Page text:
In a hospital in South Africa, in March-April 2020, patients with COVID-19 contaminated other patients who were in remote rooms. The investigation suggests that some cases of coronavirus transmission may have occurred through contaminated objects. Patient P1 appears to have contaminated patient P3 when they were approximately 6 metres apart and for only 3 hours.

Lessells, R., Moosa, Y., & De Oliveira, T. (2020). Report into a nosocomial outbreak of coronavirus disease 2019 (COVID-19) at Netcare St. Augustine's Hospital.

Two couples were infected because they lived in two apartments above an apartment where several people were infected with COVID-19. The three families did not know each other, and had not shared elevators during the contagion period. The investigation suggests that the contamination took place through flushing the toilets, which released aerosols that travelled through the drainage system and ended up in the bathrooms of the apartments. It is likely that the water from the U-shaped drainage traps under the bathtub had evaporated (as the bathtub is not used regularly) and therefore there was no longer a seal between the apartments. In addition, the two couples who were infected never opened their bathroom windows.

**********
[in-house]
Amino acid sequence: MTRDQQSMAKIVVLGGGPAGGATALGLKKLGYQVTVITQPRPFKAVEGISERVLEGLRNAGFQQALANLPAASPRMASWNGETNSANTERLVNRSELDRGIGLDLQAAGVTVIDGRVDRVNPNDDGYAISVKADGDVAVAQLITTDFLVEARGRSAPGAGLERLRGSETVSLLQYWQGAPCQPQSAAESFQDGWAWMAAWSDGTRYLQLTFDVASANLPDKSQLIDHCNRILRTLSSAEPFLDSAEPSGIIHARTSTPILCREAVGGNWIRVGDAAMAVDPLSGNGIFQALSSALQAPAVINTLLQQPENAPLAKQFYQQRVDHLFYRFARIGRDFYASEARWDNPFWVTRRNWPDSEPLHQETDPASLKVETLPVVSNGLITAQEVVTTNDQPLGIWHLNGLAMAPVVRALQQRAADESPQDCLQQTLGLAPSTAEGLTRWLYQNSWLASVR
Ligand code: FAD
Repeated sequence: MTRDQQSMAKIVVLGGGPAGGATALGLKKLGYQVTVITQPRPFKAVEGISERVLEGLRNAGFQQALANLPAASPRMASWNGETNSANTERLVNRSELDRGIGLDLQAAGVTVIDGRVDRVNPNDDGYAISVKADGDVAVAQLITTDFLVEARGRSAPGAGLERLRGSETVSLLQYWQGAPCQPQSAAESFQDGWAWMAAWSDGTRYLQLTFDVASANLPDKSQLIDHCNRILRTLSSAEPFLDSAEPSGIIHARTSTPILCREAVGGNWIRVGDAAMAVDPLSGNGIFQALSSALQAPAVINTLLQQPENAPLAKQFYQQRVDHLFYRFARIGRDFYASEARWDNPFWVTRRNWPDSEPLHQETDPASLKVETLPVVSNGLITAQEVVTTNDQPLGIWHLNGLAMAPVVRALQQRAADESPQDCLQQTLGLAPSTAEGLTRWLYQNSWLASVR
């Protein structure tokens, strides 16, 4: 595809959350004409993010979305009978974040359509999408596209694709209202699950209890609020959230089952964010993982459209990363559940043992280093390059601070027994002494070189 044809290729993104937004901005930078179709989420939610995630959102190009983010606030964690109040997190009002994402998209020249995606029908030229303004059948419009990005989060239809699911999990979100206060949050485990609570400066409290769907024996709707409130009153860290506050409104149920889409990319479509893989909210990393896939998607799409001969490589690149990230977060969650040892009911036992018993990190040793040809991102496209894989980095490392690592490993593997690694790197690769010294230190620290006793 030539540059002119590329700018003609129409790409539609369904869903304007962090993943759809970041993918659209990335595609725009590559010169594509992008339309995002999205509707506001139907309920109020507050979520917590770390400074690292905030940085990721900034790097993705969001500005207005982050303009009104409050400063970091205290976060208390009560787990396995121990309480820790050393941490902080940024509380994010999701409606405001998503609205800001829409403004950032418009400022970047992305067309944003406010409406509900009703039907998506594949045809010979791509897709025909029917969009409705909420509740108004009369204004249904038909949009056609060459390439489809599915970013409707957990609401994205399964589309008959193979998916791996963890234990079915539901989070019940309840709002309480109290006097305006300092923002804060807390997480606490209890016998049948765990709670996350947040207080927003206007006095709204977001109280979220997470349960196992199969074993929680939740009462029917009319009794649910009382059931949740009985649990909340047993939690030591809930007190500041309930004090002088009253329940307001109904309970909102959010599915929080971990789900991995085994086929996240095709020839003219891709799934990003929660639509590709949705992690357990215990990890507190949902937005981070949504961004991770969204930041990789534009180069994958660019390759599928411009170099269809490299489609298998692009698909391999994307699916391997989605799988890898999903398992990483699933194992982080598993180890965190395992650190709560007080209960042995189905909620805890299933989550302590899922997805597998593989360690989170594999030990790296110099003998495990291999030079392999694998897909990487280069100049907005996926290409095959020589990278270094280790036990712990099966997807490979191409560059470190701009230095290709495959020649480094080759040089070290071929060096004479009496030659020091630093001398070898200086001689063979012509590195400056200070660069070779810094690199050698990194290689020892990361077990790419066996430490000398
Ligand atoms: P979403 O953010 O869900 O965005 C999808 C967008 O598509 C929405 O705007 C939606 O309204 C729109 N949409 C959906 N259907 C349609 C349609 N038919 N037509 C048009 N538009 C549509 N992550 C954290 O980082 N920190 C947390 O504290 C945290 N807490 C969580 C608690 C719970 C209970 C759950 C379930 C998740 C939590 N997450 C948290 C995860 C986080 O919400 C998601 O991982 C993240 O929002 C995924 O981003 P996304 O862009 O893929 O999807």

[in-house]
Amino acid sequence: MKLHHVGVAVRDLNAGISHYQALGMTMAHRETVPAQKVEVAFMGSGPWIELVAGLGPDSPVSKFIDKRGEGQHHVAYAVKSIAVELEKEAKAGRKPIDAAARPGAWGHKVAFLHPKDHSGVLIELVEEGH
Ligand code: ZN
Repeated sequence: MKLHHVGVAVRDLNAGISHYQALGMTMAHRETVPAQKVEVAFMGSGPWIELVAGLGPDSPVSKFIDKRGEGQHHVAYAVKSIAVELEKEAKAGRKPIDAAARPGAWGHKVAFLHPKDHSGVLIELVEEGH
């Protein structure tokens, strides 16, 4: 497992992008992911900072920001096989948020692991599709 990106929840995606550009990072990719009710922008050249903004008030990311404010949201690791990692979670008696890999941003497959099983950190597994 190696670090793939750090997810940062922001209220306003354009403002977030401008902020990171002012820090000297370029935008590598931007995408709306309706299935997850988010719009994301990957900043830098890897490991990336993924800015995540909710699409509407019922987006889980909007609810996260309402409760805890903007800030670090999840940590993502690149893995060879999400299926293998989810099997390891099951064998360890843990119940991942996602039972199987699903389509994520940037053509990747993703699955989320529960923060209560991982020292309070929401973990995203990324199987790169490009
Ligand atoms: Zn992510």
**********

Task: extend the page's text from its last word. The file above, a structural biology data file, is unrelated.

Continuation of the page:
Kang, M., Wei, J., Yuan, J., Guo, J., Zhang, Y., Hang, J., ... & Peng, X. (2020). Probable evidence of fecal aerosol transmission of SARS-CoV-2 in a high-rise building. Annals of internal medicine.

At the Heng Tai house on the Fu Heng estate in Hong Kong, a 59-year-old man living in apartment 13 on the 34th floor was likely infected with two people with COVID-19 who live in apartment 13 on the 32nd floor.

Leung K., Leung C., Ho-him C. (2020) Coronavirus: at least 10 households evacuated from Hong Kong public housing block in Tai Po over multiple infections. South China Morning Post. Accessed on Dec 27 2020.